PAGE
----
In the mid-1950s, Beechcraft called its Twin Bonanza a "light" twin. But the Twin Bonanza's 6,000-pound-plus max takeoff weight was significantly heavier than light twins from other manufacturers, namely Piper's Apache and Cessna's 310. The Twin Bonanza (see " Beech Twin Bonanza: A Legend Roars On," September 1999 Pilot) and Ted Smith's Twin Commander were in their own microcategory of, shall we say, "not-so-light twins."
Seeing the success that Piper and Cessna were having with their respective light twins, Beech engineers went to the parts bins and pulled out some pieces from the company's popular Bonanza and its T-34 military trainer to create a smaller twin. With the various parts and pieces, Beech created what was to be known as the Badger.
First flight of the Badger was in 1956. Powered by a pair of carbureted Lycoming O-360s of 180 horsepower each, the Badger proved to be more like a Bonanza with its power divvied up between two engines. It utilized a standard Bonanza cabin rather than the wide-body Twin Bonanza's. Unfortunately for Beech, the Badger name wasn't going to work because the name had already been chosen by the military to identify a Russian bomber. The company then chose a name with which Walter Beech was very familiar — Travel Air, the name of the company formed by Beech, Lloyd Stearman, and Clyde Cessna in the 1920s.
The new(er) Travel Air is easily distinguished from its biplane namesake as well as more modern Beech twins — most notably the Baron — by its blunt nacelles and straight tail. The tail and landing gear are from the military's T-34 Mentor trainer. Otherwise, the little twin was constructed of mostly Bonanza parts.
Earlier Model 95s had small third- cabin windows like the Bonanzas of the time. The B95, introduced in 1960, upped the maximum gross weight by 100 pounds (to 4,100 pounds) and featured a cabin stretch of 19 inches. Beech also added a standard forward-facing fifth seat as opposed to the optional side-facing jump seat, offered in the 1959 model year. The B95A came in 1961 and marked some of the biggest changes to the Travel Air. Among the more noteworthy changes were fuel injection, a longer cabin with an available sixth seat, a max takeoff weight increase to 4,200 pounds, wider-chord flaps to retain stall speed at the higher gross weight, and larger third windows.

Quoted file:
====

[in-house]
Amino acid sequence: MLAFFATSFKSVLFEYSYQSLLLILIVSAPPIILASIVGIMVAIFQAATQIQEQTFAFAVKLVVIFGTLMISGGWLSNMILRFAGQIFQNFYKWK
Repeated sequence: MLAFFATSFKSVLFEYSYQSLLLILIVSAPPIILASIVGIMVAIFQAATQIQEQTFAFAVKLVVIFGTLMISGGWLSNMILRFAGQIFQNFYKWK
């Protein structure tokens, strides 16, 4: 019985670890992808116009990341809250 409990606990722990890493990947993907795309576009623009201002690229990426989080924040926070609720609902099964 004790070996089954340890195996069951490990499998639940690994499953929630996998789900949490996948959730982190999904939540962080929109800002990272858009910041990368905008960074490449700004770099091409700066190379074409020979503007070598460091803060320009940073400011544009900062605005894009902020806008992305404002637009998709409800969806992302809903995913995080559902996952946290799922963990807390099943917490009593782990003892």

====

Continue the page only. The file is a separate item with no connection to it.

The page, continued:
The D95A was introduced in 1963, featuring an extended nose baggage compartment, Bendix fuel injection to replace the more troublesome Simmonds system, and a redesigned instrument panel. The D95A continued production through 1967 with many minor improvements, such as the addition of a one-piece windshield in 1966 and the controversial "Magic Hand" landing gear safety system. The last model of Travel Air was the E95A in 1968, which featured the more slanted "speed sweep" windshield and new paint and interior designs.
Utilizing experience gained with the Travel Air, Beechcraft introduced the Model 55 Baron in 1961. Save for the swept tail and slim nacelles enclosing 260-hp Continental IO-470s, the new Baron was nearly identical to the Travel Air. The Baron allowed Beech to better compete with Cessna's speedy 310 and Piper's new Aztec. The Travel Air and Baron were produced alongside each other for seven years. By 1968 most buyers were opting for one of the two available Baron models. In that year sales of the Travel Air had fallen to just 14 airplanes and production was halted.